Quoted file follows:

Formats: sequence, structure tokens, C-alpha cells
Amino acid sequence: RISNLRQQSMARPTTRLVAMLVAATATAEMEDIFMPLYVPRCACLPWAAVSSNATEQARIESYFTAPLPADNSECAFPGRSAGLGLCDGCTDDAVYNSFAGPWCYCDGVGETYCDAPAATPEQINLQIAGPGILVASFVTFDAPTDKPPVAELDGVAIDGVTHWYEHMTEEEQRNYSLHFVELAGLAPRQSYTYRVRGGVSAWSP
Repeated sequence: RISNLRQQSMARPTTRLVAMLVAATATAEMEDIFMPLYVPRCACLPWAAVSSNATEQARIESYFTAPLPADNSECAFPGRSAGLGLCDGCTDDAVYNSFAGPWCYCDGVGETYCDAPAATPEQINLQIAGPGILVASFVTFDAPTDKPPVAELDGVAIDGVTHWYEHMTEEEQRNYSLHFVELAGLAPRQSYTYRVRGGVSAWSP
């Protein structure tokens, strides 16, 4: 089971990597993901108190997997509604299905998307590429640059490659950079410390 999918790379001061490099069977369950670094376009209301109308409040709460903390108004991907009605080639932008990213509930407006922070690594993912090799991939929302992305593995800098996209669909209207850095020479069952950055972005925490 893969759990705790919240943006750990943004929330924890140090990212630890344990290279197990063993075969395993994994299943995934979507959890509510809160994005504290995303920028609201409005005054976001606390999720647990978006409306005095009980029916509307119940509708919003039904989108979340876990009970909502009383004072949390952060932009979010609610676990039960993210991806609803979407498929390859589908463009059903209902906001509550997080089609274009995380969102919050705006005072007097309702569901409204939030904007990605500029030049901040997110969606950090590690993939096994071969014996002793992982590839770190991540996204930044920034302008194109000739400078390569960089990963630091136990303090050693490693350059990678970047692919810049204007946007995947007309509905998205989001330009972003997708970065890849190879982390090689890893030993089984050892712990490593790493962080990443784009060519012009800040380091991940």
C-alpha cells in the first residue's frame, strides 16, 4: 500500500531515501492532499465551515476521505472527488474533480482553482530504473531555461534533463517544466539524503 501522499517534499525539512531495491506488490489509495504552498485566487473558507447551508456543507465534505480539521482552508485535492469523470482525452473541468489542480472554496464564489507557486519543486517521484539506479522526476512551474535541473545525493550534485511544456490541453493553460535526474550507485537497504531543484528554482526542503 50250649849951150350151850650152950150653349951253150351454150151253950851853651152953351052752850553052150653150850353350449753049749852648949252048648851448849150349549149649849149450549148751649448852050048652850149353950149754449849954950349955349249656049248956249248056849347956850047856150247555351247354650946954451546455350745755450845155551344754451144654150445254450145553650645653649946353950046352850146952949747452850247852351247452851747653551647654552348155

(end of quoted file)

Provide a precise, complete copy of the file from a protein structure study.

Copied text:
Formats: sequence, structure tokens, C-alpha cells
Amino acid sequence: RISNLRQQSMARPTTRLVAMLVAATATAEMEDIFMPLYVPRCACLPWAAVSSNATEQARIESYFTAPLPADNSECAFPGRSAGLGLCDGCTDDAVYNSFAGPWCYCDGVGETYCDAPAATPEQINLQIAGPGILVASFVTFDAPTDKPPVAELDGVAIDGVTHWYEHMTEEEQRNYSLHFVELAGLAPRQSYTYRVRGGVSAWSP
Repeated sequence: RISNLRQQSMARPTTRLVAMLVAATATAEMEDIFMPLYVPRCACLPWAAVSSNATEQARIESYFTAPLPADNSECAFPGRSAGLGLCDGCTDDAVYNSFAGPWCYCDGVGETYCDAPAATPEQINLQIAGPGILVASFVTFDAPTDKPPVAELDGVAIDGVTHWYEHMTEEEQRNYSLHFVELAGLAPRQSYTYRVRGGVSAWSP
């Protein structure tokens, strides 16, 4: 089971990597993901108190997997509604299905998307590429640059490659950079410390 999918790379001061490099069977369950670094376009209301109308409040709460903390108004991907009605080639932008990213509930407006922070690594993912090799991939929302992305593995800098996209669909209207850095020479069952950055972005925490 893969759990705790919240943006750990943004929330924890140090990212630890344990290279197990063993075969395993994994299943995934979507959890509510809160994005504290995303920028609201409005005054976001606390999720647990978006409306005095009980029916509307119940509708919003039904989108979340876990009970909502009383004072949390952060932009979010609610676990039960993210991806609803979407498929390859589908463009059903209902906001509550997080089609274009995380969102919050705006005072007097309702569901409204939030904007990605500029030049901040997110969606950090590690993939096994071969014996002793992982590839770190991540996204930044920034302008194109000739400078390569960089990963630091136990303090050693490693350059990678970047692919810049204007946007995947007309509905998205989001330009972003997708970065890849190879982390090689890893030993089984050892712990490593790493962080990443784009060519012009800040380091991940």
C-alpha cells in the first residue's frame, strides 16, 4: 500500500531515501492532499465551515476521505472527488474533480482553482530504473531555461534533463517544466539524503 501522499517534499525539512531495491506488490489509495504552498485566487473558507447551508456543507465534505480539521482552508485535492469523470482525452473541468489542480472554496464564489507557486519543486517521484539506479522526476512551474535541473545525493550534485511544456490541453493553460535526474550507485537497504531543484528554482526542503 50250649849951150350151850650152950150653349951253150351454150151253950851853651152953351052752850553052150653150850353350449753049749852648949252048648851448849150349549149649849149450549148751649448852050048652850149353950149754449849954950349955349249656049248956249248056849347956850047856150247555351247354650946954451546455350745755450845155551344754451144654150445254450145553650645653649946353950046352850146952949747452850247852351247452851747653551647654552348155